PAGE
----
The Bombay High Court's bench at Aurangabad took suo-motu cognizance of newspaper reports regarding a circular/notification signed by Chief Secretary Ajoy Mehta whereby print media was exempted from lockdown but the door-to-door delivery of magazines and newspapers was prohibited.
Justice PB Varale referred to news published in 'Lokmat' and 'The Hindu' regarding this notification and Chief Minister Uddhav Thackeray's statement issued on twitter which states-.
"While we support its operation and the need to reach out to the people, we want to also ensure the highest safety from a virus that the world is still grappling with. The sale of print media newspapers, magazines and production is allowed at stalls/shops already established, as deemed fit by the media houses. We urge the media to refrain from home deliveries."
Court pointed out that the dichotomy of the situation as on one hand the Chief Secretary states in the notification that print media is exempted from lock down from April 20, 2020, the Chief Minister, in his statement states that the sale of print media newspapers, magazines and production is allowed at stalls/shops already established, as deemed fit by the media houses, on the other hand the door-to-door delivery of the newspapers is prohibited.
The bench observed-
"One fails to understand, when the State Government is permitting the purchase of newspapers at the stalls and the shops established, as to why the door-to-door delivery of the newspapers is prohibited. If the State Government is permitting the public general to approach the stalls and shops to purchase the newspapers meaning thereby there would be one reason or excuse for the public general to move out of the houses in the lockdown period, it would certainly cause some movements on the streets and on the other hand, the State Government is prohibiting the door-to-door delivery/distribution of newspapers, whereby the general public may get the newspapers at their door-step through the delivery boys and need not move on the streets for purchase of newspapers."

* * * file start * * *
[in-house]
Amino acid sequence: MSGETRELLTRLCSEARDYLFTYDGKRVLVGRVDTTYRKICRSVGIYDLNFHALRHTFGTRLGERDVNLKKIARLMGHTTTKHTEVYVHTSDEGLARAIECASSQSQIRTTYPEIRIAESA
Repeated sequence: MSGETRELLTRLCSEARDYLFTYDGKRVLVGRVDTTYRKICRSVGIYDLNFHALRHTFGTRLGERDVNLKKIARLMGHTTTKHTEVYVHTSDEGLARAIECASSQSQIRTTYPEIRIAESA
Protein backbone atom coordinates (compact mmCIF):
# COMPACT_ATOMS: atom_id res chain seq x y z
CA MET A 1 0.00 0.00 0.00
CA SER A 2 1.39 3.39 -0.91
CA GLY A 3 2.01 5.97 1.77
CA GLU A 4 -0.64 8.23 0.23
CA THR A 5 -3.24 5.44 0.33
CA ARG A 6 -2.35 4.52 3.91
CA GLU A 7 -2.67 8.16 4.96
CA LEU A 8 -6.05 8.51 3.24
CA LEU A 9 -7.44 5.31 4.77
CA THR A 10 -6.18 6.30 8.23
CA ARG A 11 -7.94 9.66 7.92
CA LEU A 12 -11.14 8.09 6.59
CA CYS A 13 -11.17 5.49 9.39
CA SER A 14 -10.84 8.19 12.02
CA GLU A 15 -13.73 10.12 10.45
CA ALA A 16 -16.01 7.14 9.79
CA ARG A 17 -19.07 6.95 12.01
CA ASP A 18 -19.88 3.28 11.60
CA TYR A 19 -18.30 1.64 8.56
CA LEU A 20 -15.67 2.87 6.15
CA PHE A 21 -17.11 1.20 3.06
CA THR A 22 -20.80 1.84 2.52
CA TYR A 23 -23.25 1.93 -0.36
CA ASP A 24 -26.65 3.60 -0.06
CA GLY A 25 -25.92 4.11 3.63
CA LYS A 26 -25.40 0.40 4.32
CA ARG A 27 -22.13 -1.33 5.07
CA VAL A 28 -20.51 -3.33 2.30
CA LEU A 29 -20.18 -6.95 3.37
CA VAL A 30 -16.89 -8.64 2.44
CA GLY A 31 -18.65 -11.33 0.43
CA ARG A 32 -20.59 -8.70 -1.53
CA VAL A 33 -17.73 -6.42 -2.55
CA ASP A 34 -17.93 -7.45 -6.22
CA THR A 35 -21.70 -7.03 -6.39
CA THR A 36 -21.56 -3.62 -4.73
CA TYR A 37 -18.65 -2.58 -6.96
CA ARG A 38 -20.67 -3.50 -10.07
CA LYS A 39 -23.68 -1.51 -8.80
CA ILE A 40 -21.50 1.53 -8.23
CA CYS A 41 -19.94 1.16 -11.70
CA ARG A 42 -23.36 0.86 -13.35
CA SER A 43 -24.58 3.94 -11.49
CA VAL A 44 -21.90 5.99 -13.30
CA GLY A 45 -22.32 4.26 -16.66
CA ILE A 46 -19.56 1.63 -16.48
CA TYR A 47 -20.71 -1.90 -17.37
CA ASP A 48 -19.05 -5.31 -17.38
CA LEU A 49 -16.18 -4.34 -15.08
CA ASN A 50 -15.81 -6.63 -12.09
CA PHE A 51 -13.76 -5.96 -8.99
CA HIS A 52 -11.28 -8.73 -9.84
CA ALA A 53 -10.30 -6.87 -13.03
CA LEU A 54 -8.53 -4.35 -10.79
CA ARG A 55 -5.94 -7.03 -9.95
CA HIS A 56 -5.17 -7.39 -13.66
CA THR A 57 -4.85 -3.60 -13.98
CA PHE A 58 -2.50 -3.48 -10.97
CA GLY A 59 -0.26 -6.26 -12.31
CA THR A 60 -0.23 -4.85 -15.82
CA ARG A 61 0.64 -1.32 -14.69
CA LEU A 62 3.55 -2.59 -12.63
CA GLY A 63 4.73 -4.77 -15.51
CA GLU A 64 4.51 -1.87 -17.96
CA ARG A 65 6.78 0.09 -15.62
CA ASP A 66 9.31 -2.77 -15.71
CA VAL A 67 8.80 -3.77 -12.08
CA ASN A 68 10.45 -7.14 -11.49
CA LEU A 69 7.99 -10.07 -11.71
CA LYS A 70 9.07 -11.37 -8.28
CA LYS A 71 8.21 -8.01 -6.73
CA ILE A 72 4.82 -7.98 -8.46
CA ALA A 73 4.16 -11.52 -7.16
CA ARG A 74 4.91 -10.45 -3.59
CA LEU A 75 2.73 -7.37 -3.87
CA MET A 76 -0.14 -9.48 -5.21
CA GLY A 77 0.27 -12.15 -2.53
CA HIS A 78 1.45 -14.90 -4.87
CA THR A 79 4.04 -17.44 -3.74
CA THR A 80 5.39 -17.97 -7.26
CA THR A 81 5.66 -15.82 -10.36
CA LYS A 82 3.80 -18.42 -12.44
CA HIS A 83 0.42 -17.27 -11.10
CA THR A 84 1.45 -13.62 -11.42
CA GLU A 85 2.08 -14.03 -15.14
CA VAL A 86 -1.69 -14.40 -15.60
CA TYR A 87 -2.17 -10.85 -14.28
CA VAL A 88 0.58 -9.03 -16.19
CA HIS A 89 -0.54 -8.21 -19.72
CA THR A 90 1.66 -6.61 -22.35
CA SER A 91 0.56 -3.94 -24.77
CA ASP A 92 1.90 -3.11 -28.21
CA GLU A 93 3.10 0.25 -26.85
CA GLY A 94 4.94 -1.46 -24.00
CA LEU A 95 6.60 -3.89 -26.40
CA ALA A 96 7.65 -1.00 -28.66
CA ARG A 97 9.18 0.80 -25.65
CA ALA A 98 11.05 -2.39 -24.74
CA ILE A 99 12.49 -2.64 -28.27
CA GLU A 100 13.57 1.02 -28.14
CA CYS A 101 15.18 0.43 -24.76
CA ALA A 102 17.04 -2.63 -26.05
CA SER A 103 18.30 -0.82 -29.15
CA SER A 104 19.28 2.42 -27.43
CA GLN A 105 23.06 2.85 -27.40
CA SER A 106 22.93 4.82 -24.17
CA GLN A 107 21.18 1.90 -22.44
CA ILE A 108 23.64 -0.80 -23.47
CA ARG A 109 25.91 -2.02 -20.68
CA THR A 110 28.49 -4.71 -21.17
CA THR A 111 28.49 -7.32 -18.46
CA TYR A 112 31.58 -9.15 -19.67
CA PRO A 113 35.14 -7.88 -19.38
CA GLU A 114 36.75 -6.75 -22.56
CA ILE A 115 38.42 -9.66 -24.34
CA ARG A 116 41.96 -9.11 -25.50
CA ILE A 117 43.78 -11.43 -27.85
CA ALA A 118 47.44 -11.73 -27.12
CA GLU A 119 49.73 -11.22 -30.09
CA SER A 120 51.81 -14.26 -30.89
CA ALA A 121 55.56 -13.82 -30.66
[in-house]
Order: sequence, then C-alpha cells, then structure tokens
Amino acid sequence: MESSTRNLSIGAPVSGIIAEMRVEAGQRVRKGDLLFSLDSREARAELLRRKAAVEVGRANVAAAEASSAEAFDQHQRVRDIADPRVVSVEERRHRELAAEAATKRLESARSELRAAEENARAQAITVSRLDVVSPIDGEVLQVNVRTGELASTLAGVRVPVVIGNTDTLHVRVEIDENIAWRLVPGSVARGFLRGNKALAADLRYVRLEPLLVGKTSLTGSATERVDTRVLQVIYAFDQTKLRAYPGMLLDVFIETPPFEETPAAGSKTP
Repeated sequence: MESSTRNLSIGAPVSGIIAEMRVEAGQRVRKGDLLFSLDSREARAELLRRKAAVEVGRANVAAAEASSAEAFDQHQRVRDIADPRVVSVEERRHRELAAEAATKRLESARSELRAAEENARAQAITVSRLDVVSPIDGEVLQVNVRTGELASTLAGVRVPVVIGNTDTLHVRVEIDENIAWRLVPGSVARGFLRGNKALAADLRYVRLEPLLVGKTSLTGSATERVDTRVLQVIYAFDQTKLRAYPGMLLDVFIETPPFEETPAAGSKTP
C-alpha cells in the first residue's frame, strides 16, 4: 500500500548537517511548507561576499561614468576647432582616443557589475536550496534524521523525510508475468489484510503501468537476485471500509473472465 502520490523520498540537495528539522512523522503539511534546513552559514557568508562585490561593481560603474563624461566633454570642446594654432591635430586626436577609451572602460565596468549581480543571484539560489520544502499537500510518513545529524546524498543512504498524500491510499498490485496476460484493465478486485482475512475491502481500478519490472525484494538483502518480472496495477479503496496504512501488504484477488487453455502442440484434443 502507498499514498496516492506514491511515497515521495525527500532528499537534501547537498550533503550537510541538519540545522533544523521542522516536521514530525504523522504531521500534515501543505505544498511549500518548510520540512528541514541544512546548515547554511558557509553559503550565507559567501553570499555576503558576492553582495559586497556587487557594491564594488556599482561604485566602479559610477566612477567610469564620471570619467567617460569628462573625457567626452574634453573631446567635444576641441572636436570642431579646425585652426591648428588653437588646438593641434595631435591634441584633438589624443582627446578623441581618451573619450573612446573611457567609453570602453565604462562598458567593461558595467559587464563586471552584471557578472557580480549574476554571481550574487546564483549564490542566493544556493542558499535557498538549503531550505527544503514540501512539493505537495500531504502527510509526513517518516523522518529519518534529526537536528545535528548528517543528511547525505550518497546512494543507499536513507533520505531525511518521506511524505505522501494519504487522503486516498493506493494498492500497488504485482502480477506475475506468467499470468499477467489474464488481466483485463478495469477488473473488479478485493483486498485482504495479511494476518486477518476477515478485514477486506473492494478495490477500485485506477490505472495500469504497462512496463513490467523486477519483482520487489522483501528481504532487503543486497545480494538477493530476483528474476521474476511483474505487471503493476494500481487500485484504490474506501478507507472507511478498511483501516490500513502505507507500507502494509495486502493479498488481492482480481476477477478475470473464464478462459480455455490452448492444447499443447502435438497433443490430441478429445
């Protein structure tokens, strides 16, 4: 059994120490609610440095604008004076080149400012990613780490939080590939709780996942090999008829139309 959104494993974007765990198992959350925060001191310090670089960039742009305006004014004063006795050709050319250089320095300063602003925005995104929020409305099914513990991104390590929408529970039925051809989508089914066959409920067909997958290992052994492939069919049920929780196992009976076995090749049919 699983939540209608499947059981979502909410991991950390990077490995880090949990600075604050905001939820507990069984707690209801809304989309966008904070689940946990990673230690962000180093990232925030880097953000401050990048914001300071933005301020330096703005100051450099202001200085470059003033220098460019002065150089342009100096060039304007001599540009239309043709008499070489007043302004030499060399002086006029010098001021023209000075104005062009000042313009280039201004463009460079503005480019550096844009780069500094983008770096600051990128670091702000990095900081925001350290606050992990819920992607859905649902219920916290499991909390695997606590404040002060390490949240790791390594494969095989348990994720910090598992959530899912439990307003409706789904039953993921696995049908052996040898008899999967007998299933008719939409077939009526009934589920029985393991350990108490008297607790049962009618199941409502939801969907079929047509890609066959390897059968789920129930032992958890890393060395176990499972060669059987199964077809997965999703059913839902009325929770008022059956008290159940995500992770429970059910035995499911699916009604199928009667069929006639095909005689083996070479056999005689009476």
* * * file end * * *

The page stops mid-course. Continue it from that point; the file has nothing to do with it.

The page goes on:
Furthermore, Court noted that magazines are published periodically i.e. weekly or monthly, whereas the newspapers are published on a daily basis and distributed to the consumers daily as well.
"The State Government, having regard to the spread of coronavirus can certainly consider the issue of restricting door-to-door delivery of newspapers in particular areas. One also fails to understand the logic behind the situation, wherein the newspapers are permitted to be printed and published by the media houses but they are not permitted to be distributed door-to-door and there is only a restricted distribution."
Justice Varale also observed that the said notification is silent on whether the decision is applicable to various areas or districts or it is a blanket decision of the State Government without any such consideration of the areas or districts.
Moreover, Court also reasoned that the general public may not be as tech savvy and find it difficult to access e-paper-
"It is common knowledge that though the majority of newspapers are available by way of e-paper mode, it is not possible for the majority of the general public to have access to e-paper as they may not be conversant with the technology or are used to reading hard copies of a newspaper."
Court appointed Advocate Satyajit Bora as Amicus Curiae in the matter and issued notice to the State of Maharashtra returnable on April 24.
On Monday, the Nagpur bench had issued notice to the State after hearing a petition filed by Maharashtra Union of Working Journalists and Nagpur Union of Working Journalists wherein the said notice/circular was challenged.
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